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Instructor Resources 

Small Group Formation and Interaction – Best Practices

Course-level Planning for the Implementation of Small Group Activities:

So you think a small group activity helps you achieve your learning and relational objectives… We think you’ve made a great choice! Now comes the fun part!

Please consider the following when creating small group assignments and activities. Small groups work best when they are developed well from the planning stages:

Fundamental Structure for Positive Group Interactions 

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Small group activities should be significant enough that it is most efficient and meaningful for a task to be accomplished using a group.

Seek to create environments that foster mutual support within the group (use small activities/tasks to build relationship i.e. get coffee, play a fun game, etc.)

Small group activities should involve group processing and application of content. If possible, groups should be tasked with coming to consensus when solving a problem. Coming to consensus forces the consideration of multiple perspectives and provides a platform for discussion and critical thought.

Consider explaining why small groups are being used and what you hope students will take away from the experience. Identify and articulate the relevance of the small group activity to content, degree, and field.

Explain how students should spend their time in groups, how often groups should meet, what groups should produce, and what groups should consider in the process. It is better to over-communicate than to leave details ambiguous.

It is imperative that instructors navigate throughout the groups while groups working. Try to get on their level (sit among them) and listen. Listen for questions and confusion and for depth of consideration. Redirect as needed. This (instructor presence) should be a staple during group time.

Encourage groups to define both communication channels and expectations for how communication will be carried out.

Be mindful that group cohesion is a process and takes dedicated and focused time. Seek realistic expectations for what can be accomplished within a specific time frame. Content related goals are often more thoroughly accomplished when linked with relational goals when using group work..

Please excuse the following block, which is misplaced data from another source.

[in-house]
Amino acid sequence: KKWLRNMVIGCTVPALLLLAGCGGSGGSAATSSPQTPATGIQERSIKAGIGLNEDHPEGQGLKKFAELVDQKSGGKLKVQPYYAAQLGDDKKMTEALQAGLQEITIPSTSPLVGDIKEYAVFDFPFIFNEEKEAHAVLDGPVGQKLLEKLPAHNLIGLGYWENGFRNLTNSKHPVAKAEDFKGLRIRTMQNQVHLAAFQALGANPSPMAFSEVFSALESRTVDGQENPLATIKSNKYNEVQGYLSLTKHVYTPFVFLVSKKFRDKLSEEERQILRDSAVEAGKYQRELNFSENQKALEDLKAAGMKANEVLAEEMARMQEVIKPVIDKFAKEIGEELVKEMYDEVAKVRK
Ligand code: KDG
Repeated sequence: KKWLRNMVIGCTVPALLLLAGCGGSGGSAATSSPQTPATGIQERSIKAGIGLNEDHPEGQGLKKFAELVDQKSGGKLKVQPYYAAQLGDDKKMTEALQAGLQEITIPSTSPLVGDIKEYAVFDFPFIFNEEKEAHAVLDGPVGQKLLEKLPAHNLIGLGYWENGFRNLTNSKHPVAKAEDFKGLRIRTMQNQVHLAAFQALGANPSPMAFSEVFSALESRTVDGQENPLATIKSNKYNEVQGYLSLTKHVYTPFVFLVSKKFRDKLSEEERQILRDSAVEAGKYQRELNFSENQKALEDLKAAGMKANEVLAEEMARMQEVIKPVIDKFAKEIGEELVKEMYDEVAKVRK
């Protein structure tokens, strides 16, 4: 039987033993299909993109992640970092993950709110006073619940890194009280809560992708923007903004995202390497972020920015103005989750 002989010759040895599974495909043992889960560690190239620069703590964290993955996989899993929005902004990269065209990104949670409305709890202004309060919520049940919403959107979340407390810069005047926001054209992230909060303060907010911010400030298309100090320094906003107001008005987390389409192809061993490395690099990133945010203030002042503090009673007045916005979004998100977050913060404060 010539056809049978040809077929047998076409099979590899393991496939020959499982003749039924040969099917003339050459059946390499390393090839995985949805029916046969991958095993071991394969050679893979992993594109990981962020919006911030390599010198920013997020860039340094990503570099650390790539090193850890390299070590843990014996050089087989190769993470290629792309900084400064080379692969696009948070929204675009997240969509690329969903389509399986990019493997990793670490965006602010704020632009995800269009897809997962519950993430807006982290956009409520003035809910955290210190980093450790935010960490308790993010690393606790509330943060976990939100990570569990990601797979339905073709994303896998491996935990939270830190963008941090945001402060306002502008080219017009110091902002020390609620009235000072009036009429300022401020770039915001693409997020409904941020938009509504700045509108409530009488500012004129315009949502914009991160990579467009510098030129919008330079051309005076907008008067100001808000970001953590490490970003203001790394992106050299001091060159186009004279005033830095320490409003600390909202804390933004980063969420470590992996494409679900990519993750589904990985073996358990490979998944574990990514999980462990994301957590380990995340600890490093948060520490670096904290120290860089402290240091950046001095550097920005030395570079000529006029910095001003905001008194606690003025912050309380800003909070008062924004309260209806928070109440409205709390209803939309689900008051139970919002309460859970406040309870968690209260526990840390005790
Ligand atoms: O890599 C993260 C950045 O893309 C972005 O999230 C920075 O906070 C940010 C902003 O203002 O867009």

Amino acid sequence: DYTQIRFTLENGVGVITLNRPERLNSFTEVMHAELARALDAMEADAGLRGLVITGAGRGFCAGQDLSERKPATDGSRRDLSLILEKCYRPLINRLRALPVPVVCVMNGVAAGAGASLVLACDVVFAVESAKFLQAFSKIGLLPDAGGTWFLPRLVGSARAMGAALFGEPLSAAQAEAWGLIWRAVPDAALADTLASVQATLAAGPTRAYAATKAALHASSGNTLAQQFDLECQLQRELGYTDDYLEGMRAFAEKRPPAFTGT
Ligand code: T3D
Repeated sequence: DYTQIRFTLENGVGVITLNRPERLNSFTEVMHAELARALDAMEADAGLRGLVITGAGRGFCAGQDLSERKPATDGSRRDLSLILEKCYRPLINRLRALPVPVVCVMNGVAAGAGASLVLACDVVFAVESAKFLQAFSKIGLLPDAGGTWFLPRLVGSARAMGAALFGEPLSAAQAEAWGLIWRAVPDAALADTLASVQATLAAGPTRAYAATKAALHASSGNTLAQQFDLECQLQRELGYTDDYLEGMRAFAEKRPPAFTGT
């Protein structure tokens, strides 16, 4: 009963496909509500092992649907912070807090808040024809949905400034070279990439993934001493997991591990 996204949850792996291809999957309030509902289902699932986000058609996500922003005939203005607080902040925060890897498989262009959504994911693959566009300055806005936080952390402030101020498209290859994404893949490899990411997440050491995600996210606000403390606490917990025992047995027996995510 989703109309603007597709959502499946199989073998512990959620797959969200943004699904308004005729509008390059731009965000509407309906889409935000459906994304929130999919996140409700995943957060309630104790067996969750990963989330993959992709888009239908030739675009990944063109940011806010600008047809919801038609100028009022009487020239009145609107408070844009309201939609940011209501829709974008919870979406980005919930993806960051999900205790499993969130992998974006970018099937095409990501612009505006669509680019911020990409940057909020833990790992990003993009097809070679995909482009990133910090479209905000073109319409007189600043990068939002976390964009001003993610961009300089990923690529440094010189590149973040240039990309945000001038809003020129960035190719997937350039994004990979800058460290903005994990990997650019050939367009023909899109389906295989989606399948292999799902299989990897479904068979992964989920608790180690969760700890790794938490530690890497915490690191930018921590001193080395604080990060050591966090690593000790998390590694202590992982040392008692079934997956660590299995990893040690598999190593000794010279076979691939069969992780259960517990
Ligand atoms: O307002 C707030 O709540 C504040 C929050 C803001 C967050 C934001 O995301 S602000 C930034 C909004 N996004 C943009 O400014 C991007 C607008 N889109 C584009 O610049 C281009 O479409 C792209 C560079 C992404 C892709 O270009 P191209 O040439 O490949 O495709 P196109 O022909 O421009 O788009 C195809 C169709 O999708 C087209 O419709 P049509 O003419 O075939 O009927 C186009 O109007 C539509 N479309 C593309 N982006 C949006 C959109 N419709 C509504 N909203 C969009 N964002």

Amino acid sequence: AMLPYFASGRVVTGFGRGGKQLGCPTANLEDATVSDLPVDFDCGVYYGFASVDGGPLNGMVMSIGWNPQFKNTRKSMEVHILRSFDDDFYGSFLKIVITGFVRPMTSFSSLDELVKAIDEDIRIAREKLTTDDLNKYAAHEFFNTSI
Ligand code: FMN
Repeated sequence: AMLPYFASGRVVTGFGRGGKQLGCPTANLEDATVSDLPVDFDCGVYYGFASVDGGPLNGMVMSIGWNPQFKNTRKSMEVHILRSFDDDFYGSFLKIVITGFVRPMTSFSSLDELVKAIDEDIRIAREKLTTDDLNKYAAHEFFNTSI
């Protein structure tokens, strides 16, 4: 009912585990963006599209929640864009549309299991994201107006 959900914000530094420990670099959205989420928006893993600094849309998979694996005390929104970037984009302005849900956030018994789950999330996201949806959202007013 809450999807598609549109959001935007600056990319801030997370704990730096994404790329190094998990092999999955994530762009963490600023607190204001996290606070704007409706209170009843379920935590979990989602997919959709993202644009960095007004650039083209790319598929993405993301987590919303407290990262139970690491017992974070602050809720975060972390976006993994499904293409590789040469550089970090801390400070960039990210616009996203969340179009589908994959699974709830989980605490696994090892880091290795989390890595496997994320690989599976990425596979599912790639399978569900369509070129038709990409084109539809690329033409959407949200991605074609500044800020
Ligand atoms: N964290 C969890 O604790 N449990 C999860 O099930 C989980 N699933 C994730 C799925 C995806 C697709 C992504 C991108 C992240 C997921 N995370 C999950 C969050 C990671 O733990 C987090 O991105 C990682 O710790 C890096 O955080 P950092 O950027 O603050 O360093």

Recognize, in the development stage, student needs for self-efficacy, sense of belonging, relatedness, and autonomy. These should be meshed with small group activities. Some examples: how can/do students have recourse for non-participating group member(s), how will students create a sense of belonging within small group activities, how will students be empowered by the small group activity?

Seek feedback from students regarding both relational and content oriented goals. Monitor student performance both academically and relationally.

Small Group Considerations:

Two general forms can be used when instituting small groups. Each has the potential for achieving the educational and relational rewards that can be achieved. However, the creation and development of the groups will differ. Below you will find characteristics and benefits of each form along with ideas for activities for which the small group can participate in.
(Reminder: the form of the group should be selected based on your course learning objectives and lesson plan development.)


Short-term group activities you may want to consider:
Think-pair-share – Students are given a discussion prompt. Students then work individually to craft a response. This response is then shared with a peer. Consensus is then sought. When achieved, response is shared with class.
Fishbowl Activity – Small group is placed in the middle with remaining classmates surrounding and observing (like a fishbowl). Group in the middle is given a prompt or problem to solve.  Classmates on the outside observe the interaction and provide feedback on how the group in the fishbowl accomplished their goal.
Case Studies – Provide students with a problem from experience and ask students to solve using pertinent course content. 
Simulations – Students take on specific “real life” roles as they seek to solve a problem
Peer Teaching – Students are asked to teach a concept to the class or another audience that may benefit from the learning.
Small Group Discussions – Groups are developed and given a topic to discuss. Be sure to provide specific instructions and questions that need to be addressed.
Jigsaw Strategy – Breaks problems into smaller parts and divides these parts among the groups. Groups are to report their piece of the solution to the class. The class can then discuss how all pieces fit together.


Long-term group activities you may consider

Resources for Additional Understanding:

Please send questions and suggestions to Kevin Stoller